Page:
Welcome to Friday Favorites! I have to tell you that this week’s favorites really fed my soul. In the midst of everything going on in our world, our fellow writers and Christians have responded with rich offerings to help us pray, write, grow, and navigate the stormy waters. I’m grateful for their generous outpouring of words this week.

The list below begins with a prayer for cities affected by the devastation of Hurricane Harvey and ends with two fantastic podcast interviews. I hope you’ll dig in and enjoy.


A Prayer for the Cities Under Water via Kaitlin Curtice (“Calm the storms
That rage outside And inside us, We pray.”)

Finding God in the Routine & the Slow via Traci Rhoades (learn to be intentional about your everyday routine)

What I Wish St. Augustine Had Said via Lisa’s blog (I re-posted my essay on St. Augustine in honor of his feast day on Aug. 28)

Rachel Carson on Writing and the Loneliness of Creative Work via Brain Pickings (a haunting yet also encouraging exploration of the link between loneliness and creativity)

Tips for more productive writing sessions at home via Pat Olsen (if you write at home, like me, this is a must-read!)

Flee, Be Silent, Pray with author/contemplative Ed Cyzewski (Ryan Cagle interviews our founder, Ed Cyzewski, on the Lessons from Dead Guys podcast)

Theo-poetics (in the wild) with guest Michael Wright (Lisa DeLay interviews Michael on the Spark My Muse podcast)


Tweet of the week:


Each Friday I share some of my favorite finds related to praying or writing. If I think it could help you pray or write better, or just “be” better, I’ll include it below.

Do you have someone else’s article or post to share? Join the Contemplative Writers Facebook group or follow me on Twitter (@LisaKDeam) to nominate your favorite articles, blog posts, and books by Thursday at noon each week.


Quieting the Mental Committee to Hear God by Jan Johnson (a Renovaré podcast on contemplative prayer)

Who Are You? by Rich Lewis (how does one become the authentic man or woman that they truly are?)

The Shout of Sacred Consent by Eric Leroy Wilson (learning to live from a place of sacred consent)

My Friend, Francis by Abigail Carroll (on finding spiritual friendship with a beloved saint)

Returning to Rest by Tina Osterhouse (going to the the other side of fear, into a place of rest and companionship with God)

Why I Write (because don’t we sometimes need to remember?) by Leslie Verner (concerning one of my favorite questions – why does a writer write?)

What a Social Media Break Taught Me about Soul-Care by Karen Gonzalez (on developing practices, social media and otherwise, to foster a healthy pace of life)


Beatrijs of Nazareth (c. 1200 – 1268), a Flemish Cistercian nun, was prioress of the Abbey of Our Lady of Nazareth in Brabant (present-day Belgium). She is often studied in the context of the beguine movement since she received her education from beguines before becoming a nun. In the mid-thirteenth century, Beatrijs wrote The Seven Manners of Loving, a mystical treatise that describes the soul advancing in love for God.

I’m drawn to the striking imagery that mystics often use to describe spiritual growth. Beatrijs of Nazareth does not disappoint! In one passage of her treatise, she likens the soul to a housewife putting everything in order. Although housework seems down to earth, it characterizes a very advanced kind of love in Beatrijs’s treatise.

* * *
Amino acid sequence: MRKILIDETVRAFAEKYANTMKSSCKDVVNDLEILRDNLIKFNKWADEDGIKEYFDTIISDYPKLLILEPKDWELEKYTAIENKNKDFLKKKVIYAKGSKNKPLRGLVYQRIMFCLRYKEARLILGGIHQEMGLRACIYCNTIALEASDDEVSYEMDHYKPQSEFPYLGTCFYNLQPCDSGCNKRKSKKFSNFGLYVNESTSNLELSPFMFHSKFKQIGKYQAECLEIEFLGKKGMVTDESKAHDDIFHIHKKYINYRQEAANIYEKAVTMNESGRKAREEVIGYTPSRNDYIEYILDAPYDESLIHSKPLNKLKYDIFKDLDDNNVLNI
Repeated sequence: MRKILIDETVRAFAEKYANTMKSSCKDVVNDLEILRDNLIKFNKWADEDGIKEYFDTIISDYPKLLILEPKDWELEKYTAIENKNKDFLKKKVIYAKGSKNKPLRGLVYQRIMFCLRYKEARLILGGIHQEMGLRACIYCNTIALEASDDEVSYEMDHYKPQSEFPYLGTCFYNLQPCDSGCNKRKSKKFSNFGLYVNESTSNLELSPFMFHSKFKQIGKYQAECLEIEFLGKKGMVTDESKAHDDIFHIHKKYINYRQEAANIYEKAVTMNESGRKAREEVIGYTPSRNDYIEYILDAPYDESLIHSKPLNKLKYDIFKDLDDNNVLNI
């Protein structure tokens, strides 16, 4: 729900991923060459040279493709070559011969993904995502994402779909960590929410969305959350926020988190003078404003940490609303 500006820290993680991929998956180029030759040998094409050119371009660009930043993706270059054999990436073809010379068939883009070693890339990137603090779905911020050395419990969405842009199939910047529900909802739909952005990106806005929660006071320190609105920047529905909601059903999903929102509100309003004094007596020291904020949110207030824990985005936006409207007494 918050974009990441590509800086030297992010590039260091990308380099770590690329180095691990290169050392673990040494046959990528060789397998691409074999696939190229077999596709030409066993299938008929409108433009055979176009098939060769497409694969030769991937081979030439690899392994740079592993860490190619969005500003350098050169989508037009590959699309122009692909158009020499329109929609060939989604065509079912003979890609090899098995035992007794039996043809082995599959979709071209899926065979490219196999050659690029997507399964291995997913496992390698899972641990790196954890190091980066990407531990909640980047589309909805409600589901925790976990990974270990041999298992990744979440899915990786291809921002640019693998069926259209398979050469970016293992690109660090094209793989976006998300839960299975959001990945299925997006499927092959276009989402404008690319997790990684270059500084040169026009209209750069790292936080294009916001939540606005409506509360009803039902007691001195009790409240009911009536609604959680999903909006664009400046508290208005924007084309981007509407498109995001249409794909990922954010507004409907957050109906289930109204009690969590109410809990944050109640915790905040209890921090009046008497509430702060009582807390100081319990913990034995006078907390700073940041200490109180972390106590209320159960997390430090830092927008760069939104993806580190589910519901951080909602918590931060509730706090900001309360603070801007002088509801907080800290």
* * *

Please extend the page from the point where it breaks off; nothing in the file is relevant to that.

In the sixth manner, as the bride of our Lord advances and climbs into greater holiness, she feels love to be of a different nature, and her knowledge of this love is closer and higher.

The soul has advanced this far because she has prepared her house for love . . .

And you may see that now the soul is like a housewife who has put all her household in good order and prudently arranged it and well disposed it; she has taken good care that nothing will damage it, her provision for the future is wise, she knows exactly what she is doing, she acquires and discards, she does what is proper, she avoids mistakes, and always she knows how everything should be.

I suppose that calling anyone or anything a “housewife” sounds a little out of date today. I wouldn’t want to be called that! And Beatrijs’s standards for housework seem impossibly high. But I do like the image of the soul bustling around preparing and making room for love.

The rewards of this spiritual work are great. When the inner house is ready, love moves in, and the soul is able to have a “close comprehension of God.”

And then love makes the soul so bold that it no longer fears man nor friend, angel or saint or God himself in all that it does or abandons, in all its working and resting. And now the soul feels indeed that love is within it, as mighty and as active when the body is at rest as when it performs many deeds.

Does Beatrijs’s household imagery resonate with you? Can you picture your soul bustling around preparing an inner home for love? For more examples of this kind of imagery in medieval devotional literature, see the post Finding Christ in the Kitchen by Louise Campion.

For more on Beatrijs of Nazareth, see, among other sources, Medieval Women’s Visionary Literature by Elizabeth Alvilda Petroff.


Each Friday I share some of my favorite finds related to praying or writing. If I think it could help you pray or write better, or just “be” better, I’ll include it below.

Do you have someone else’s article or post to share? Join the Contemplative Writers Facebook group, comment on today’s post on my Facebook page, or follow me on Twitter (@LisaKDeam) to nominate your favorite articles, blog posts, and books by Thursday at noon each week.


Prayer Made Sense When Henri Nouwen Told Me To Give Up via Ed Cyzewski

Martin Sheen: Spirituality of Imagination via Krista Tippett

The Contemplative Way as a Practice in Death via Drew Jackson

101 Books to Dive into this Summer: A Massive Reading List via Rebekah Barnett and Chelsea Catlett (TED-speaker recommended books – just in case you don’t have enough piled on your nightstand right now)

7 Prayers I Pray for People I Love via Judy Douglass

Nothing and Everything (Reflections on a Retreat) via Lisa Bartelt


Week Four: Desire and Divine Will

All Shall Be Well

In The Revelations of Divine Love, Julian of Norwich describes our desires and the divine will as these relate to prayer. God gives us what he wills us to have, and then he makes us yearn for it.